sourgrapes said...

happy owner said...

The average annual price increase of a SFH is 5% which means a doubling of prices every 14 years. Amazingly, if you look at price history at the VRB web site for Victoria SFH over the last 40 years the numbers pretty much work out."

MORE AMAZINGLY, this person talks about 'the last 40 years', yet only posts average stats from 1981 to 2008.....

AHEM, that works out to 27 years, dearie! SO, you ASSUME that by 2022, $1 million?

Let's sing: "In the year 2525, if man is still alive...."

vg said...

I see an article in the TC about the Bayview developer babbling about Victoria still being undervalued cause ocean views are half the sq ft price as Vancouver so there is plenty of upside left cause 3 million people want to move here. Give me a break.

Oh right,and any recession problems will miss Victoria, I guess cause "we're different". Funny how the TC prints this crap with no mention of costs,affordability,the amount of condos for sale, Tuscany going under etc etc. More irresponsible reporting but why am I not suprised.

VicREBear said...

Yeah...that was the lamest pump job I've seen in the TC for a while. Could not a single media person in the room have raised their hand and asked the Bayview dude how many units he has actually sold, or why people in -40 degree Canadian cities wouldn't buy winter homes in Nevada, where prices are now half those of Victoria? Nope - that would be distracting readers from the "news".

boomer said...

re: TC's biased Real
Estate "reporting".
The MSM aint about journalistic integrity-it's about profitability.

The spin obviously will favor the guys that pay for the full page ads.
The TC is just doing its job for
CANWEST GLOBAL.

godsteeth said...

copy and paste link to the TC article below.
(try not to toss your cookies)
the guy is saying 700 bucks a square foot makes victoria "undervalued"
puhlease!

http://www.canada.com/victoriatimescolonist/news/business/story.html?id=4aa2ef32-35b2-46de-883a-a2a8612a5cda

Tony Danza said...

In other words, you don't have anything serious to add to the discussion.

As opposed to your brilliant insight?

Tony Danza said...

income tax cut of 2% in 2008 on first $70,000 (this hits the middle class a lot) and 5% in 2009.

Yes that extra $50 to $85 a year will really push prices through the roof... You do realize that it's a cut of 2% to the income tax that you pay to the provincial government right? So if you pay $5000 in income tax to BC you will save yourself $100. Nice analysis keep 'em coming.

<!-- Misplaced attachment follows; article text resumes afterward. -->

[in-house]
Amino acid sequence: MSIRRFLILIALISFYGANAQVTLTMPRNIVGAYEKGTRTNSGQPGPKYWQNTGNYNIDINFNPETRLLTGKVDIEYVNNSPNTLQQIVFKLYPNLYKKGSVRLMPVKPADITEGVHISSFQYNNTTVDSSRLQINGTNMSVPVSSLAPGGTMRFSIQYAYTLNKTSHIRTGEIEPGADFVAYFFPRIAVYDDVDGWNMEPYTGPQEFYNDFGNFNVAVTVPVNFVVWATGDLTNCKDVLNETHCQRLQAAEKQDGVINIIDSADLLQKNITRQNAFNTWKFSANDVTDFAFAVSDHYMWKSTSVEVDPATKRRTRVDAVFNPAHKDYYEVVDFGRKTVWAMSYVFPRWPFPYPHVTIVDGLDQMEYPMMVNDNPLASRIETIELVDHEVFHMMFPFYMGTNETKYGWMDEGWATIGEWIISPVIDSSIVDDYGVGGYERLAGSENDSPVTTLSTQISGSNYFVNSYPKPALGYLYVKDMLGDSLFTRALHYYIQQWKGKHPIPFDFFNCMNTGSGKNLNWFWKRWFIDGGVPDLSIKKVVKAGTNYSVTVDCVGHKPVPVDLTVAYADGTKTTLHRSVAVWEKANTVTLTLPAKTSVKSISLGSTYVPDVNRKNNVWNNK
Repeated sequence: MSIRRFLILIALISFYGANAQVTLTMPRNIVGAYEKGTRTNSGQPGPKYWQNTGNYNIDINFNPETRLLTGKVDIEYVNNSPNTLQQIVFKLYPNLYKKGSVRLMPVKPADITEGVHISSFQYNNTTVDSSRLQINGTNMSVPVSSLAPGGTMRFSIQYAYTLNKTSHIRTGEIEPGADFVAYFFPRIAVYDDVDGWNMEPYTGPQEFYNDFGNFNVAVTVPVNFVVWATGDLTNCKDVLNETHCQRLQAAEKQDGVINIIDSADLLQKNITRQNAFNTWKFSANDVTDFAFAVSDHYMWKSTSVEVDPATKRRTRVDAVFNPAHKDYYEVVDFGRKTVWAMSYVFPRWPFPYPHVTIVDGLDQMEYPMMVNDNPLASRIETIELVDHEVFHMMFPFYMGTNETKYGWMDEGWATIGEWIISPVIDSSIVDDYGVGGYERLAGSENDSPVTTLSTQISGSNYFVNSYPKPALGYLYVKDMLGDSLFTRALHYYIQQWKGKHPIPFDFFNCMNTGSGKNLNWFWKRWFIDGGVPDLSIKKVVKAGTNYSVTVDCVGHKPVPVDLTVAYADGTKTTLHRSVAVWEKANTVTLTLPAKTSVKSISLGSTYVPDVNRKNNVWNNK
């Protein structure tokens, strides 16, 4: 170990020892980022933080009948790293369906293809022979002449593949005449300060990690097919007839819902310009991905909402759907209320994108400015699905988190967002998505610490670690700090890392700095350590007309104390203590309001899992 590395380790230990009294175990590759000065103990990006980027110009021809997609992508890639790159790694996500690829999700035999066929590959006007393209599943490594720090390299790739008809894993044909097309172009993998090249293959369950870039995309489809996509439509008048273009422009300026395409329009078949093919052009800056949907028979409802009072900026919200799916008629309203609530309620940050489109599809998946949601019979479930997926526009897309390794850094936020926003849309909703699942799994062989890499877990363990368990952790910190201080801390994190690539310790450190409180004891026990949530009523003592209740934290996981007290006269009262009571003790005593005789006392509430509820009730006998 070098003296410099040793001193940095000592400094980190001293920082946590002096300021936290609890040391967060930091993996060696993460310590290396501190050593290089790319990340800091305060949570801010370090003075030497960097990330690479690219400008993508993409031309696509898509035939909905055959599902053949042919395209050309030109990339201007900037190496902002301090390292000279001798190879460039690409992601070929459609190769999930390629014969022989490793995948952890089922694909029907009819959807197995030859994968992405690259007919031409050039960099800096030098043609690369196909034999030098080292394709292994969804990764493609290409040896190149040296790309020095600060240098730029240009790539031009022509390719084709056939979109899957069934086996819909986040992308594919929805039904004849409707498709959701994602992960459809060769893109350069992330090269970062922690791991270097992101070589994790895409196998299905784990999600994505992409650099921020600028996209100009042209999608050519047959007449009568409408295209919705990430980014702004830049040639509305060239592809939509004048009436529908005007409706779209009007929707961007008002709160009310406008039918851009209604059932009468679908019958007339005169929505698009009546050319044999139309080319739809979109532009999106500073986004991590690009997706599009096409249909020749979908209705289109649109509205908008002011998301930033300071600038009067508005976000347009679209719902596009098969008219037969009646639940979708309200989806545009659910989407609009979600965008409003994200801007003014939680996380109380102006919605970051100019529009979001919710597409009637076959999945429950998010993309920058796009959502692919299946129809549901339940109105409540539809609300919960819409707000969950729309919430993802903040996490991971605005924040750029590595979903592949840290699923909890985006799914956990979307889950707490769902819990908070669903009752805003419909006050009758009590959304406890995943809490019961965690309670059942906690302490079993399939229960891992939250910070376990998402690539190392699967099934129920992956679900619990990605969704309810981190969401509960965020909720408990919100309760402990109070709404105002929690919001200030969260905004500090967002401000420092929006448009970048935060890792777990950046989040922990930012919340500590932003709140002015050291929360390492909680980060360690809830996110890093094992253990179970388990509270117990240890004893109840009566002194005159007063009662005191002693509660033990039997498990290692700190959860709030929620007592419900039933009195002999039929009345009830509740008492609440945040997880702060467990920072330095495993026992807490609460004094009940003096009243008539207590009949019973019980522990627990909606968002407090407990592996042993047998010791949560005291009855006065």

Anonymous said...

I agree there is some lack of integrity on the tc's part when this stuff comes out, but I have noticed that a lot of houses are selling very close to asking prices, with rates dropping will there be a correction, calgagry's prices are still higher this jan than last Jan, I also noticed that the developer of bayview said that canadians are required to put down 25% but anyone can finance personal or rental property with 0 down in canada and its being going on for a while, Mariash didn't anticipate the Can$ being worth more so Canadians may just head south-cheaper prices(not just homes but gas, taxes,cars,etc.), way better weather year round so you can play golf, we'll see how things go

Aleks said...

Talk is cheap. The two most recent posts on Victoria's Truth tell the real story. The Aspen subsidizing buyers' mortgage payments by almost $10,000 in the first year and Tuscany slashing prices by up to $65,000 are worth more than a hundred re-printed press releases in the TC.

vg said...

Sounds to me like the Bayview guy has sales slowing and is trying to save his bacon. He even kisses the banks ass too at what a great job of avoiding the sub prime mess,probably cause he's over extended and the bank wants them all sold too, what a joke, lol.

I see this morning the Large guy with the reno'd crack shack on Bay and Quadra now has a "Reduced" sign on the front fence. Yep,we're undervalued alright.

sitting pretty said...

hhv if you'd bought last year instead of starting this blog you'd be up 10% now which is 40% return if you put 25% down my hubby and I put our extra cash into our mortgage payments its more profitable than rrsps, we'll be retiring rich on real estate

Tony Danza said...

we'll be retiring rich on real estate

Get back to us in a year or two and let us know how that worked out for you. Seriously, get back to us, all the other Donald Trumps that used to post on the US forums are nowhere to be found.

vg said...